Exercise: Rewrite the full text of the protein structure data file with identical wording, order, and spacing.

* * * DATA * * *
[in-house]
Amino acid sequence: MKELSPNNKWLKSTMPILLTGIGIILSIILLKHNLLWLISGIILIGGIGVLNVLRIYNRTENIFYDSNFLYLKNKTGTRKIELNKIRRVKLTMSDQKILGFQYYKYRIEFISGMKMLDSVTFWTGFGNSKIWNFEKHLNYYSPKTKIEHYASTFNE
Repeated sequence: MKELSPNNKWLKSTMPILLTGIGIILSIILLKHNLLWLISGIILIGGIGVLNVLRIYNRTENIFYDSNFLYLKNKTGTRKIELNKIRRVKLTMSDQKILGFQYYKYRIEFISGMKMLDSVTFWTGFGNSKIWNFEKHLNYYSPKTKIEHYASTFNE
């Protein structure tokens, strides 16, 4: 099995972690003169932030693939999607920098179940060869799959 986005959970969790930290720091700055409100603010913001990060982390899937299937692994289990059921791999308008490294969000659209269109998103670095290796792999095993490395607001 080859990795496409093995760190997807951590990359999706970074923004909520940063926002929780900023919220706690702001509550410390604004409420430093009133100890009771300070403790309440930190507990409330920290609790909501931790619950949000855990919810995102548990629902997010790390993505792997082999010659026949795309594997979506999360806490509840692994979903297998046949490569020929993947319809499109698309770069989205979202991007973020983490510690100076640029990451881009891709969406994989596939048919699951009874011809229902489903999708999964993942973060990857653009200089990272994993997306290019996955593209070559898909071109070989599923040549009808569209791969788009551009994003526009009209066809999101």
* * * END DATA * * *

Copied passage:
[in-house]
Amino acid sequence: MKELSPNNKWLKSTMPILLTGIGIILSIILLKHNLLWLISGIILIGGIGVLNVLRIYNRTENIFYDSNFLYLKNKTGTRKIELNKIRRVKLTMSDQKILGFQYYKYRIEFISGMKMLDSVTFWTGFGNSKIWNFEKHLNYYSPKTKIEHYASTFNE
Repeated sequence: MKELSPNNKWLKSTMPILLTGIGIILSIILLKHNLLWLISGIILIGGIGVLNVLRIYNRTENIFYDSNFLYLKNKTGTRKIELNKIRRVKLTMSDQKILGFQYYKYRIEFISGMKMLDSVTFWTGFGNSKIWNFEKHLNYYSPKTKIEHYASTFNE
């Protein structure tokens, strides 16, 4: 099995972690003169932030693939999607920098179940060869799959 986005959970969790930290720091700055409100603010913001990060982390899937299937692994289990059921791999308008490294969000659209269109998103670095290796792999095993490395607001 080859990795496409093995760190997807951590990359999706970074923004909520940063926002929780900023919220706690702001509550410390604004409420430093009133100890009771300070403790309440930190507990409330920290609790909501931790619950949000855990919810995102548990629902997010790390993505792997082999010659026949795309594997979506999360806490509840692994979903297998046949490569020929993947319809499109698309770069989205979202991007973020983490510690100076640029990451881009891709969406994989596939048919699951009874011809229902489903999708999964993942973060990857653009200089990272994993997306290019996955593209070559898909071109070989599923040549009808569209791969788009551009994003526009009209066809999101």